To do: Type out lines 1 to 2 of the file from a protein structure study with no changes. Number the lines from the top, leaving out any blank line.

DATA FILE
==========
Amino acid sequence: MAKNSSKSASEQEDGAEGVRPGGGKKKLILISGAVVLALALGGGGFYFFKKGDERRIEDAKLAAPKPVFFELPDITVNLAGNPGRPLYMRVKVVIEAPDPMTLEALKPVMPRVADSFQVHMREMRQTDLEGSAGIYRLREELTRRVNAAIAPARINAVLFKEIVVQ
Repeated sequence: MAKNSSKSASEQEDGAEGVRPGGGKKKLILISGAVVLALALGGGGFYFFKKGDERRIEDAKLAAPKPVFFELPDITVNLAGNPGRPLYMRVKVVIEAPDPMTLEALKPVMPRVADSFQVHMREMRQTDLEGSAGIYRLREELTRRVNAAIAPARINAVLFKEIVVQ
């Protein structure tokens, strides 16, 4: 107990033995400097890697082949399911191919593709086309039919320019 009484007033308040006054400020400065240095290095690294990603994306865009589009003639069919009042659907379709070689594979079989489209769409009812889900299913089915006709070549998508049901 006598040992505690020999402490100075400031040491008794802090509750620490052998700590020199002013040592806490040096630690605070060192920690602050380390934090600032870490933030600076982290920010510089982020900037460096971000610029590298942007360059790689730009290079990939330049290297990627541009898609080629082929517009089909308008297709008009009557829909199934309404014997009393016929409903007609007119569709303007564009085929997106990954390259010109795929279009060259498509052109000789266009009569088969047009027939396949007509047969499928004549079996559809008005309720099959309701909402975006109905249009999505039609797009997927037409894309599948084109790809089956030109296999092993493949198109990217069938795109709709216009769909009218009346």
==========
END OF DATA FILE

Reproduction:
Amino acid sequence: MAKNSSKSASEQEDGAEGVRPGGGKKKLILISGAVVLALALGGGGFYFFKKGDERRIEDAKLAAPKPVFFELPDITVNLAGNPGRPLYMRVKVVIEAPDPMTLEALKPVMPRVADSFQVHMREMRQTDLEGSAGIYRLREELTRRVNAAIAPARINAVLFKEIVVQ
Repeated sequence: MAKNSSKSASEQEDGAEGVRPGGGKKKLILISGAVVLALALGGGGFYFFKKGDERRIEDAKLAAPKPVFFELPDITVNLAGNPGRPLYMRVKVVIEAPDPMTLEALKPVMPRVADSFQVHMREMRQTDLEGSAGIYRLREELTRRVNAAIAPARINAVLFKEIVVQ